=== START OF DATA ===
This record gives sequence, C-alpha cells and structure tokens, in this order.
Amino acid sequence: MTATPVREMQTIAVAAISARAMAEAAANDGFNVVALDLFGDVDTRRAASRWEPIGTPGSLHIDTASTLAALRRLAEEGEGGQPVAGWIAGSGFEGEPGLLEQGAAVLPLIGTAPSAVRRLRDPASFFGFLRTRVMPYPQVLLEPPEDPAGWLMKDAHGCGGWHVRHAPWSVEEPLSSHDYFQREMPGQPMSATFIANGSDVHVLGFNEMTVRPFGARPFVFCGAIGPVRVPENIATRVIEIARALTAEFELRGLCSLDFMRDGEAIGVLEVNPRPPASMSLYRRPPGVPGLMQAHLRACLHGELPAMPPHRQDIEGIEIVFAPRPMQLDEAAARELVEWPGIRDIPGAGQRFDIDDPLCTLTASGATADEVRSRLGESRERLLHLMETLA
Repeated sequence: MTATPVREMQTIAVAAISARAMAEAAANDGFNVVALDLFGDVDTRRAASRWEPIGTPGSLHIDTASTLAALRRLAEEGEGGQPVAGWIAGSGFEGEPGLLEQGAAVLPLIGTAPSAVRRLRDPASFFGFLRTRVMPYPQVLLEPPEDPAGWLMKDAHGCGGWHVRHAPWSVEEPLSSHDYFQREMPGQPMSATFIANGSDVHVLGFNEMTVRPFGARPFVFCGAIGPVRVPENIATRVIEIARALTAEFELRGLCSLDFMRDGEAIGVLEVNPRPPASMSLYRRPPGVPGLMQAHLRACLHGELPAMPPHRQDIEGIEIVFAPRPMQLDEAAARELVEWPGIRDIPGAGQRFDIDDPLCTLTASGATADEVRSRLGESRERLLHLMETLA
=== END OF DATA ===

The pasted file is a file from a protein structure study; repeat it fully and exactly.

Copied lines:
This record gives sequence, C-alpha cells and structure tokens, in this order.
Amino acid sequence: MTATPVREMQTIAVAAISARAMAEAAANDGFNVVALDLFGDVDTRRAASRWEPIGTPGSLHIDTASTLAALRRLAEEGEGGQPVAGWIAGSGFEGEPGLLEQGAAVLPLIGTAPSAVRRLRDPASFFGFLRTRVMPYPQVLLEPPEDPAGWLMKDAHGCGGWHVRHAPWSVEEPLSSHDYFQREMPGQPMSATFIANGSDVHVLGFNEMTVRPFGARPFVFCGAIGPVRVPENIATRVIEIARALTAEFELRGLCSLDFMRDGEAIGVLEVNPRPPASMSLYRRPPGVPGLMQAHLRACLHGELPAMPPHRQDIEGIEIVFAPRPMQLDEAAARELVEWPGIRDIPGAGQRFDIDDPLCTLTASGATADEVRSRLGESRERLLHLMETLA
Repeated sequence: MTATPVREMQTIAVAAISARAMAEAAANDGFNVVALDLFGDVDTRRAASRWEPIGTPGSLHIDTASTLAALRRLAEEGEGGQPVAGWIAGSGFEGEPGLLEQGAAVLPLIGTAPSAVRRLRDPASFFGFLRTRVMPYPQVLLEPPEDPAGWLMKDAHGCGGWHVRHAPWSVEEPLSSHDYFQREMPGQPMSATFIANGSDVHVLGFNEMTVRPFGARPFVFCGAIGPVRVPENIATRVIEIARALTAEFELRGLCSLDFMRDGEAIGVLEVNPRPPASMSLYRRPPGVPGLMQAHLRACLHGELPAMPPHRQDIEGIEIVFAPRPMQLDEAAARELVEWPGIRDIPGAGQRFDIDDPLCTLTASGATADEVRSRLGESRERLLHLMETLA